JERUSALEM — A Palestinian laborer driving a construction vehicle rammed into packed buses, tossed cars into the air and rolled over pedestrians in a deadly rampage Wednesday that killed three people and wounded dozens in Jerusalem.
The attacker's unusual weapon _ a yellow Caterpillar front loader transformed into a deadly assault vehicle _ threatened both Israelis' sense of security and Palestinians' fragile status in the city.
Hundreds of panicked people were sent running for cover before the attacker was shot dead by security forces. Three Palestinian militant groups claimed responsibility for the onslaught, the first major attack in Jerusalem in four months.
However, Israeli police said the assailant, a 30-year-old Palestinian from Arab east Jerusalem, apparently acted alone. Police spokesman Micky Rosenfeld said the man was working on a railway project in Jerusalem.
The attack was a departure from militants' previous methods, which have consisted mostly of suicide bombings and shooting sprees.
"To our regret the attackers do not cease coming up with new ways to strike at the heart of the Jewish people here in Jerusalem," said Jerusalem Mayor Uri Lupolianski, whose daughter was on a bus rammed by the attacker. She was not injured.
Israel called the attack a "senseless act" and Palestinian President Mahmoud Abbas, who is trying to negotiate a peace accord with Israel, condemned it. In Washington, the White House said President Bush called the Israeli and Palestinian leaders to express his sorrow over the incident.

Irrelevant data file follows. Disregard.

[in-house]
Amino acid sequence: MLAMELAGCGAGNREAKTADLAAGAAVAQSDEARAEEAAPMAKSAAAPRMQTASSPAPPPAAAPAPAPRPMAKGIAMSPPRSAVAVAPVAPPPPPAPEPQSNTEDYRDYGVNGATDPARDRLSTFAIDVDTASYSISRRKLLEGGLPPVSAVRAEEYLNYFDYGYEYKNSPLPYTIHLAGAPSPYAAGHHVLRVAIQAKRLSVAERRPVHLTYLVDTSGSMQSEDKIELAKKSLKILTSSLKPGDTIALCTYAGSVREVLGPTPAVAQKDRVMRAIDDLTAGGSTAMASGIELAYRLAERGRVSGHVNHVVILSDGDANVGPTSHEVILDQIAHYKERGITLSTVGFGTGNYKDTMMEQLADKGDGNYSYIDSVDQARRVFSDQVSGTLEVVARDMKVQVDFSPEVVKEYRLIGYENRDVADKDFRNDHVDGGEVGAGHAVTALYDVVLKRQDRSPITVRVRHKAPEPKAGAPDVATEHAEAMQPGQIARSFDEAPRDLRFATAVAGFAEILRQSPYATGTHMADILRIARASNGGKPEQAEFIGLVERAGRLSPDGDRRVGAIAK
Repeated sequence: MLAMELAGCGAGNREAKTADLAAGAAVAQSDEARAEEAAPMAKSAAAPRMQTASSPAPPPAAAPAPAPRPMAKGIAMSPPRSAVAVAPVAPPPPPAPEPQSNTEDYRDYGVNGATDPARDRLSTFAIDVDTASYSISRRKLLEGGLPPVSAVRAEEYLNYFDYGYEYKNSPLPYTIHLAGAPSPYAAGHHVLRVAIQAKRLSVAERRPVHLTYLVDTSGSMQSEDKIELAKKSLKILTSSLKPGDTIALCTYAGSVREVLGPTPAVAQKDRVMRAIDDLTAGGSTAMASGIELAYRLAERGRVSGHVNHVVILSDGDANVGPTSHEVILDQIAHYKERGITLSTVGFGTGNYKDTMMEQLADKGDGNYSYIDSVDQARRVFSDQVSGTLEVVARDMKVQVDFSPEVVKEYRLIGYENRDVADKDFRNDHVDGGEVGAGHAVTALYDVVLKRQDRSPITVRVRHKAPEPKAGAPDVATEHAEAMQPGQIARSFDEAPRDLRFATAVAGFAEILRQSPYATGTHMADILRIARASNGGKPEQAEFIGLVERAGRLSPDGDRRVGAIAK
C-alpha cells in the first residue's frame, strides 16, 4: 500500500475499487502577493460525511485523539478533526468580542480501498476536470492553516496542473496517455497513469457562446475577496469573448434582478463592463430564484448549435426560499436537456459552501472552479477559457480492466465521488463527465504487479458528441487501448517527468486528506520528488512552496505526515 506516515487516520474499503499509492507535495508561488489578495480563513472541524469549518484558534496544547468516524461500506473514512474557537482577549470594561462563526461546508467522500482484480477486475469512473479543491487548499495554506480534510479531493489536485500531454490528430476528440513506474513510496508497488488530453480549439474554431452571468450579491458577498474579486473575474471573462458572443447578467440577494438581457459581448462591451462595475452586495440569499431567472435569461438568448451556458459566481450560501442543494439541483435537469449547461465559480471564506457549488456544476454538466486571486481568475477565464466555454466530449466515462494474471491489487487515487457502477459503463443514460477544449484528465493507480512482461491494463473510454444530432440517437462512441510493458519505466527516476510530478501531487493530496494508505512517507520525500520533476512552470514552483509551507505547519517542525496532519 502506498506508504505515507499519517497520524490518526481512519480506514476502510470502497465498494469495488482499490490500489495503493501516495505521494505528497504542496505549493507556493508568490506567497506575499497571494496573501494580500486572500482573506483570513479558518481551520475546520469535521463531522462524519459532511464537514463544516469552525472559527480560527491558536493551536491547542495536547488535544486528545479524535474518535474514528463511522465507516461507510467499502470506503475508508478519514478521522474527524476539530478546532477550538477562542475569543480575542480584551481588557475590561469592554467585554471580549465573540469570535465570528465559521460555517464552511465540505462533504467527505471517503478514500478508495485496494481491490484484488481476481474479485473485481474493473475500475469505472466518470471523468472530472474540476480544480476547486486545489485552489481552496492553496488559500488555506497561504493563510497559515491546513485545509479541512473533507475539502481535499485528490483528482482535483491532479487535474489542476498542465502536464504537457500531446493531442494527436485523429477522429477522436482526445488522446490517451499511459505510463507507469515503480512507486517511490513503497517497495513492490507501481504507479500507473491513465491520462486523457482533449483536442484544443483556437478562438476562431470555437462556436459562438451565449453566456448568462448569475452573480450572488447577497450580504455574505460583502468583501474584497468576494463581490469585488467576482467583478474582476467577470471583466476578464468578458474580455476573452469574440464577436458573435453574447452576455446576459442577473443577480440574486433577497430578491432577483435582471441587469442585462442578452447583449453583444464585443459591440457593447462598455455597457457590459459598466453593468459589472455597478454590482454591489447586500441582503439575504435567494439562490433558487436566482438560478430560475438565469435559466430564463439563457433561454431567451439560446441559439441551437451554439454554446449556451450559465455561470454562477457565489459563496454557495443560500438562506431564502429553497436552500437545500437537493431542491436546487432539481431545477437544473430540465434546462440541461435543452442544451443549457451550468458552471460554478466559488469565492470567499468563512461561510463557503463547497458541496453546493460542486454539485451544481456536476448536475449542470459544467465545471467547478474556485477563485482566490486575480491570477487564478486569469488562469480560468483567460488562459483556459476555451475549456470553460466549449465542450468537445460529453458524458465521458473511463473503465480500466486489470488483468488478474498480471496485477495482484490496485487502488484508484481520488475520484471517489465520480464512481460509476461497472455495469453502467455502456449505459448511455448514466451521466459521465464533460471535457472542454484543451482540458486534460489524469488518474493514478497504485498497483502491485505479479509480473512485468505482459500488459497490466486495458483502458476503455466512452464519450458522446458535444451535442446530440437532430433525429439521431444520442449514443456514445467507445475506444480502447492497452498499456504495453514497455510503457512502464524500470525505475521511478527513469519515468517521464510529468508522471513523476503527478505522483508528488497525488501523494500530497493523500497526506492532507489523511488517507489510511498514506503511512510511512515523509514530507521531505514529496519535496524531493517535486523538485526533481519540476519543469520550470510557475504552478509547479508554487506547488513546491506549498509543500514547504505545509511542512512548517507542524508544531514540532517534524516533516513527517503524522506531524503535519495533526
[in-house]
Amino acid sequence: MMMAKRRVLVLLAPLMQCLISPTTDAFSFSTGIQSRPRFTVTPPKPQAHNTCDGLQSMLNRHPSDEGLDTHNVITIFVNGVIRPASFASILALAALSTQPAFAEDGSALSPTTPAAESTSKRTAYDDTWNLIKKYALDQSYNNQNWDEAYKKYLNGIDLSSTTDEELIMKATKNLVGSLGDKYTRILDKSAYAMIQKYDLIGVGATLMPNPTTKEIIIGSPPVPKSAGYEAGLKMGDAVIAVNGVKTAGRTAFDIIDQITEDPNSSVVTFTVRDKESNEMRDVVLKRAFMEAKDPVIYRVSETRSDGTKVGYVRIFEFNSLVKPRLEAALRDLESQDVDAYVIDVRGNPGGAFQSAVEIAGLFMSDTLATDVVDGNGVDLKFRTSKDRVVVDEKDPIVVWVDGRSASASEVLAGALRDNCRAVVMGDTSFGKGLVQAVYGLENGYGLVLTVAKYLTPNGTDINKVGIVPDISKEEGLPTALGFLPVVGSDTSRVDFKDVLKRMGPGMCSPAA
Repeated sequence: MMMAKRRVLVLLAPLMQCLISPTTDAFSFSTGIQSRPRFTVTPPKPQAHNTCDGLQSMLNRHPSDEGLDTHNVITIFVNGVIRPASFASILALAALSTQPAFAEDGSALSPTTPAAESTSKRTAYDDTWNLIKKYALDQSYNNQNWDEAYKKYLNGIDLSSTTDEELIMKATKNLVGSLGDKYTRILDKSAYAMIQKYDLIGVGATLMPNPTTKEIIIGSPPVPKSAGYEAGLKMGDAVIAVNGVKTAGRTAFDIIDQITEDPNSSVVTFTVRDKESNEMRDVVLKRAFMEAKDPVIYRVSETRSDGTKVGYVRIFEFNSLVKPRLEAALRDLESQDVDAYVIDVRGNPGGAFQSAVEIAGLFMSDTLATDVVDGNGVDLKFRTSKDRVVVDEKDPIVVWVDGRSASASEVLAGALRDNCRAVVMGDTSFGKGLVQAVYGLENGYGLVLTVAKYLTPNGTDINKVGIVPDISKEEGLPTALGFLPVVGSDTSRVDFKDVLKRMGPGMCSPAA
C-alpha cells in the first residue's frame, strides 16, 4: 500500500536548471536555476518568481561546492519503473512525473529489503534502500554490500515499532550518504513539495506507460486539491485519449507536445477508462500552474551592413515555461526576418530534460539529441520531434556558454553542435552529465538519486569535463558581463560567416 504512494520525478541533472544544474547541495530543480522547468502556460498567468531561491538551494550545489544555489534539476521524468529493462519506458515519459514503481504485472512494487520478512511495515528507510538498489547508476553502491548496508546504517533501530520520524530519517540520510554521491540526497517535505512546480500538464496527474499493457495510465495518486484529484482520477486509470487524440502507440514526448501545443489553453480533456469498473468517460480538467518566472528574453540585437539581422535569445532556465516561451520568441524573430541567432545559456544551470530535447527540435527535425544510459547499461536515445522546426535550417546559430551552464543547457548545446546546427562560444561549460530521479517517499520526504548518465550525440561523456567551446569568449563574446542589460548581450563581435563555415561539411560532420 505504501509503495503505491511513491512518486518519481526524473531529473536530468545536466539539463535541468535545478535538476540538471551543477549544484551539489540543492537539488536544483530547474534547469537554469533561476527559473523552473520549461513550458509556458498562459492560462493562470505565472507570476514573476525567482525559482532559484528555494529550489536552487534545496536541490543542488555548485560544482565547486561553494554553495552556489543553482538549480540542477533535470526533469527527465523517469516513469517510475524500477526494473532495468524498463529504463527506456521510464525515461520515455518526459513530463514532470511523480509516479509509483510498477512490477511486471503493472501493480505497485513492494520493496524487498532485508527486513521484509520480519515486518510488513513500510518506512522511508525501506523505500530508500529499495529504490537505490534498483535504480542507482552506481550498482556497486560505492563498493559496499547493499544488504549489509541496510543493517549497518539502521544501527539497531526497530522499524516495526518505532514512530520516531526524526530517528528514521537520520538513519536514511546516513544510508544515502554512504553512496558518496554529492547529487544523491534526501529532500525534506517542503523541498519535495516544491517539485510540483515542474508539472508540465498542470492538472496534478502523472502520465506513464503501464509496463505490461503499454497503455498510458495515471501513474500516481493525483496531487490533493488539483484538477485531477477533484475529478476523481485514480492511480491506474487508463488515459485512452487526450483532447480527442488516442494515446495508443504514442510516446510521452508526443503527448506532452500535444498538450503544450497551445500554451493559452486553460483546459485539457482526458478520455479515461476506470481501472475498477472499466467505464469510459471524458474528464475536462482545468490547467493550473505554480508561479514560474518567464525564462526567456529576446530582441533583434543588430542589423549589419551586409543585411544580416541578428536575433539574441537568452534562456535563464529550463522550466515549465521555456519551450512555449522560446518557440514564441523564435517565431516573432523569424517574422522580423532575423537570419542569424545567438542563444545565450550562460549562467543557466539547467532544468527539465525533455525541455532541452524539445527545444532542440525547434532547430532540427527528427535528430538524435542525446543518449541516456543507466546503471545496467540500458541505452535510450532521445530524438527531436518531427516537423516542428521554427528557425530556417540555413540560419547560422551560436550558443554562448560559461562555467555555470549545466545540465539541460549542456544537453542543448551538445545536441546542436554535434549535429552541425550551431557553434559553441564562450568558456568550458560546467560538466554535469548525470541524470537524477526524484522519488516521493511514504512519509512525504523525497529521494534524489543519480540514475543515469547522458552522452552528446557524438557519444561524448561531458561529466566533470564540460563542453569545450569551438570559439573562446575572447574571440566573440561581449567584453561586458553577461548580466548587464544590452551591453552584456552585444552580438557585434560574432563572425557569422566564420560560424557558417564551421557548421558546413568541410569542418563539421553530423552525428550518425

The rampage turned a bustling commercial district into a scene of panic and confusion. Maria Stashevsky, a 19-year-old passenger on one of the rammed buses, said she didn't know what was going on until the collision.
"I saw people running our way and then the vehicle appeared and it hit us, turning us over," she said from her hospital bed where she was being treated for injuries to her head, legs and back. "People started landing on me and we had to break through the windows to escape. There was blood everywhere. It's a miracle I got out of there."
Three people were killed and 45 were injured, including two babies.
The mother of one of the babies hurled the child out of the car window to save her as the attacker bore down on their vehicle, and the mother was also injured. The mother of the other baby, Batsheva Unterman, 33, was killed in the assault. Social workers appeared on TV frantically trying to locate the child's father.
A second dead woman was identified as Elizabeth Goren-Friedman, 54, a dual Austrian-Israeli citizen who had lived in Israel for several years, the Austrian Foreign Ministry said. The third victim was a man.
The attacker began his rampage on a street near Jerusalem's central bus station, and then turned onto Jaffa Road _ the city's main downtown thoroughfare _ crushing everything in his path. At one point, he rammed into the back of a crowded bus, flipping it on its side.
"I was shocked. I saw a guy going crazy. I saw him pick it up like a toy," said Yosef Spielman, who witnessed the attack. "All the people were running. They had no chance."
The attacker was stopped only after a police officer climbed into the Caterpillar's cabin and wrestled with the driver. An off-duty soldier in a blue T-shirt and a special forces officer then jumped on the vehicle and shot the driver dead.
"I ran up the stairs (of the vehicle) and when he was still driving like crazy and trying to harm civilians, I fired at him twice more and, that's it, he was neutralized," said Eli Mizrahi, the anti-terror unit officer.